Cronkite’s signoff was, if anything, a function of the market – a system in which three players claimed 75% of the audience. The barriers to entry for competitors were too high, so they divided up the spoils of the market themselves. Oh, sure, they competed. But for scoops, not for perspective or takes on reality.

But that has about as much to do with the media landscape of today as whale blubber does with energy production.

In a marketplace where anyone can publish, being the austere, respected, objective voice that sometimes challenges people to think differently, no longer gets you an audience. In fact, it’s more likely to make you irrelevant.

The Case For Transparency

The best way to expose the gap between those who “seek the truth and report it” and those who gab about topics in the news and draw their own conclusions is to make the reporting process part of the story. That might sound as boring as bathwater, but it needn’t be.

In some cases, weaving the process of fact-gathering into the storytelling can quicken the pulse. Anyone who followed season one of the podcast Serial will recall the months-long chase Sarah Koenig went on to find a witness who might have been able to provide an alibi for a convicted murderer. David Fahrenthold’s Pulitzer was as much about him sharing pics of his reporting notebook over weeks as it was about exposing President Trump’s stinginess.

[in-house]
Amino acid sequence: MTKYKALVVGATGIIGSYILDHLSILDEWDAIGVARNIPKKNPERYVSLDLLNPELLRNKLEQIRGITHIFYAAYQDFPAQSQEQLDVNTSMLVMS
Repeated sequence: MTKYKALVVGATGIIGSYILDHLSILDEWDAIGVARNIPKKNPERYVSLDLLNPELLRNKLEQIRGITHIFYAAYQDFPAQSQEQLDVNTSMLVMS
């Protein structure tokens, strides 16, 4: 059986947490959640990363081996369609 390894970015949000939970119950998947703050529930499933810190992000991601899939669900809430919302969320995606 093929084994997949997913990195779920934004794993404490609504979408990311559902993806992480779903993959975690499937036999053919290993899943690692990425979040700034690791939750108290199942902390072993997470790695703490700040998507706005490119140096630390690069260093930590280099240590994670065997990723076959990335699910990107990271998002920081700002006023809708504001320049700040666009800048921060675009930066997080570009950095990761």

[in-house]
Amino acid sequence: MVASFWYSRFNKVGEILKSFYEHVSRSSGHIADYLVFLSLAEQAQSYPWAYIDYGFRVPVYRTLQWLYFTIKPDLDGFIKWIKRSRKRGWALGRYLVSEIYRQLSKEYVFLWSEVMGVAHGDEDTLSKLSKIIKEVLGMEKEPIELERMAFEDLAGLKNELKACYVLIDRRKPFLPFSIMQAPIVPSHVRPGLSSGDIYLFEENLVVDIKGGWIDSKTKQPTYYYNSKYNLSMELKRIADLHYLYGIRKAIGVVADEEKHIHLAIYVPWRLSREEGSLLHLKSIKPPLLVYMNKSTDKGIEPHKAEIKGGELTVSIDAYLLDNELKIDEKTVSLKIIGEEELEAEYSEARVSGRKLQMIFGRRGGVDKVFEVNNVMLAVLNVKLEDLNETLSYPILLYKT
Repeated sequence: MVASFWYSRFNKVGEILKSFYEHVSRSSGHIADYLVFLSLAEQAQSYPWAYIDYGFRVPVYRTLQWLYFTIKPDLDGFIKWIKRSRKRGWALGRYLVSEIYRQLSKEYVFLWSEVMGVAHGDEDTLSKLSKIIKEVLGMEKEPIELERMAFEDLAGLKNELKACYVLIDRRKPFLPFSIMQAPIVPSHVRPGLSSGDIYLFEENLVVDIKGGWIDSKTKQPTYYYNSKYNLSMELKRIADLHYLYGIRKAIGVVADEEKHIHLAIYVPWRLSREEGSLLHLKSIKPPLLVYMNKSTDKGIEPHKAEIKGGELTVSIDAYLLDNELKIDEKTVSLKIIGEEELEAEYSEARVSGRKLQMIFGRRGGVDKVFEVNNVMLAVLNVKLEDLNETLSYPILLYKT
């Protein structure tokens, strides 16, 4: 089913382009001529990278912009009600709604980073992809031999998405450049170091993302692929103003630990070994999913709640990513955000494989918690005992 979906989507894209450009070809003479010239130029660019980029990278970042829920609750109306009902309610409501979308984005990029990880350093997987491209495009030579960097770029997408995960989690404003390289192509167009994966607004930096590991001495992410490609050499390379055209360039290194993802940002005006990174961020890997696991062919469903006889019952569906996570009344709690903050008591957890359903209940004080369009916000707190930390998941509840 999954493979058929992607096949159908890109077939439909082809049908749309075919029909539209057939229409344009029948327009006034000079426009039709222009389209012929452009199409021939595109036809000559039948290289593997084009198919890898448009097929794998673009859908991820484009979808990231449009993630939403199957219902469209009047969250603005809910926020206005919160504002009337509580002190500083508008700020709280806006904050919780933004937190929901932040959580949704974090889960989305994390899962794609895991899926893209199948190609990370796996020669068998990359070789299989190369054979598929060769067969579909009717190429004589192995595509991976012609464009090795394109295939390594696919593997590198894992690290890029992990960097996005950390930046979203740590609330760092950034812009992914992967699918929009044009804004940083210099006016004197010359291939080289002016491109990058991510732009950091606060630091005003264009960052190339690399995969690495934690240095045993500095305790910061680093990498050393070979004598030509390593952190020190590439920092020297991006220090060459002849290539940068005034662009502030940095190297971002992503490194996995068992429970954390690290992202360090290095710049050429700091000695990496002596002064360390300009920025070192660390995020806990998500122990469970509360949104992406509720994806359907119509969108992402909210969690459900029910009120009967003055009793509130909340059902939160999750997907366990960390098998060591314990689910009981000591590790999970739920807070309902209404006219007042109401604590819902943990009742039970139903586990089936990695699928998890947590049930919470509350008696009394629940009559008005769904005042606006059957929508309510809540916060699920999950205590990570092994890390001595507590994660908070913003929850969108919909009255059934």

Sharing the process of reporting with the audience works as a seal of authenticity, an indelible marker of credibility. Consider, for example, the lengths the Los Angeles Times went to describe its reporting in a recent exposé on the alleged hard partying and drug use of former USC medical school dean Carmen Puliafito. (Full disclosure, I teach at USC and two of the reporters on this story are former students.)

 

 

 

 

 

 

 

 

 

 

This works like a beacon the audience can use to detect who is working and who is lazy. Think of it as an ingredient label on the food you eat, only here the food is journalism.

Contrast that with recent palace-intrigue reporting at the New York Times.